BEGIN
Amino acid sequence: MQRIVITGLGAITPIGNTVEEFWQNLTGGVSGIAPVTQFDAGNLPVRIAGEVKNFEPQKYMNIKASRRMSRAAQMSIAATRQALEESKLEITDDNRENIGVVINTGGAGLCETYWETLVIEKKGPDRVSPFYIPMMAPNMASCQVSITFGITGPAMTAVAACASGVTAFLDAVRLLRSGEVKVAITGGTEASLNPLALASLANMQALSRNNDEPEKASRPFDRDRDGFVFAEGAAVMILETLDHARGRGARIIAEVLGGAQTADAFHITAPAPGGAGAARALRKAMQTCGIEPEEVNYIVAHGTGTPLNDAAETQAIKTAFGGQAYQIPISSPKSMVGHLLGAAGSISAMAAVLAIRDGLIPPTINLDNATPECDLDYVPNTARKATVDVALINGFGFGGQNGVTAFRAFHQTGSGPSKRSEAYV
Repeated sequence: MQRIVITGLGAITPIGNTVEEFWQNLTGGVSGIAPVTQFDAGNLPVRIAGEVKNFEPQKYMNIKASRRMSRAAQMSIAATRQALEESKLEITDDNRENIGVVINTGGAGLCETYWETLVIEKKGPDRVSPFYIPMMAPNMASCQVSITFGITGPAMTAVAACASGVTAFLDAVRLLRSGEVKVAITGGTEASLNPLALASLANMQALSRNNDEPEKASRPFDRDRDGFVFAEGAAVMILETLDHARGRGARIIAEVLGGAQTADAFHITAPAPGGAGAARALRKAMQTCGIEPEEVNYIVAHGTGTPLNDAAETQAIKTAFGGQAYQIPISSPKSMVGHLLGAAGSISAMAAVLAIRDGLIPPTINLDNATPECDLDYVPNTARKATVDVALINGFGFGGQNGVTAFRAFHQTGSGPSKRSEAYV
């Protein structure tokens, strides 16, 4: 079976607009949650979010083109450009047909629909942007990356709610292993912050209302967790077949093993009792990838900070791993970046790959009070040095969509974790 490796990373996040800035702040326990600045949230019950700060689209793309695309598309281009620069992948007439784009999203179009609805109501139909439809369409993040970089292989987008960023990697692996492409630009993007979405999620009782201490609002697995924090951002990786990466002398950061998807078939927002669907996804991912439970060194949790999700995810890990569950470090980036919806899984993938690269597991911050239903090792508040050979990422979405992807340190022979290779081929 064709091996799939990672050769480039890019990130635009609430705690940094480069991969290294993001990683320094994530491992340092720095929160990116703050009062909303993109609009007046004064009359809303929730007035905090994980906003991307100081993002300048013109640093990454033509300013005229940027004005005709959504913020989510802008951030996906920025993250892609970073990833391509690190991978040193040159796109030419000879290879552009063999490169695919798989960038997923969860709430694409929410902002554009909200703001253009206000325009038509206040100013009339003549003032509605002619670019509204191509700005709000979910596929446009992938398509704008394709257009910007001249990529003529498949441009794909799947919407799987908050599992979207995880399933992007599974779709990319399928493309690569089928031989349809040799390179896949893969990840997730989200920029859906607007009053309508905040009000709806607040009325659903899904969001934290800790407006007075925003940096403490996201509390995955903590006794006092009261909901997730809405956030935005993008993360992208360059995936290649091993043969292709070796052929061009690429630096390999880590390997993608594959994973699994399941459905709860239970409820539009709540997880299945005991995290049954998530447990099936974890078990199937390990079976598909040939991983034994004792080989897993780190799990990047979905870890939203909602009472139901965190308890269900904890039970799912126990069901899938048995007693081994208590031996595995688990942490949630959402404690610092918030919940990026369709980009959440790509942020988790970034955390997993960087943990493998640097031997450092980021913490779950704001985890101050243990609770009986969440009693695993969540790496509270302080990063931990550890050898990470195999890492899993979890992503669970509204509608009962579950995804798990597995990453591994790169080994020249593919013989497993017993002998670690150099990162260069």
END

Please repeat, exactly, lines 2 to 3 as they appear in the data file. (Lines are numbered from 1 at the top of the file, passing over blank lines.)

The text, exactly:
Repeated sequence: MQRIVITGLGAITPIGNTVEEFWQNLTGGVSGIAPVTQFDAGNLPVRIAGEVKNFEPQKYMNIKASRRMSRAAQMSIAATRQALEESKLEITDDNRENIGVVINTGGAGLCETYWETLVIEKKGPDRVSPFYIPMMAPNMASCQVSITFGITGPAMTAVAACASGVTAFLDAVRLLRSGEVKVAITGGTEASLNPLALASLANMQALSRNNDEPEKASRPFDRDRDGFVFAEGAAVMILETLDHARGRGARIIAEVLGGAQTADAFHITAPAPGGAGAARALRKAMQTCGIEPEEVNYIVAHGTGTPLNDAAETQAIKTAFGGQAYQIPISSPKSMVGHLLGAAGSISAMAAVLAIRDGLIPPTINLDNATPECDLDYVPNTARKATVDVALINGFGFGGQNGVTAFRAFHQTGSGPSKRSEAYV
């Protein structure tokens, strides 16, 4: 079976607009949650979010083109450009047909629909942007990356709610292993912050209302967790077949093993009792990838900070791993970046790959009070040095969509974790 490796990373996040800035702040326990600045949230019950700060689209793309695309598309281009620069992948007439784009999203179009609805109501139909439809369409993040970089292989987008960023990697692996492409630009993007979405999620009782201490609002697995924090951002990786990466002398950061998807078939927002669907996804991912439970060194949790999700995810890990569950470090980036919806899984993938690269597991911050239903090792508040050979990422979405992807340190022979290779081929 064709091996799939990672050769480039890019990130635009609430705690940094480069991969290294993001990683320094994530491992340092720095929160990116703050009062909303993109609009007046004064009359809303929730007035905090994980906003991307100081993002300048013109640093990454033509300013005229940027004005005709959504913020989510802008951030996906920025993250892609970073990833391509690190991978040193040159796109030419000879290879552009063999490169695919798989960038997923969860709430694409929410902002554009909200703001253009206000325009038509206040100013009339003549003032509605002619670019509204191509700005709000979910596929446009992938398509704008394709257009910007001249990529003529498949441009794909799947919407799987908050599992979207995880399933992007599974779709990319399928493309690569089928031989349809040799390179896949893969990840997730989200920029859906607007009053309508905040009000709806607040009325659903899904969001934290800790407006007075925003940096403490996201509390995955903590006794006092009261909901997730809405956030935005993008993360992208360059995936290649091993043969292709070796052929061009690429630096390999880590390997993608594959994973699994399941459905709860239970409820539009709540997880299945005991995290049954998530447990099936974890078990199937390990079976598909040939991983034994004792080989897993780190799990990047979905870890939203909602009472139901965190308890269900904890039970799912126990069901899938048995007693081994208590031996595995688990942490949630959402404690610092918030919940990026369709980009959440790509942020988790970034955390997993960087943990493998640097031997450092980021913490779950704001985890101050243990609770009986969440009693695993969540790496509270302080990063931990550890050898990470195999890492899993979890992503669970509204509608009962579950995804798990597995990453591994790169080994020249593919013989497993017993002998670690150099990162260069």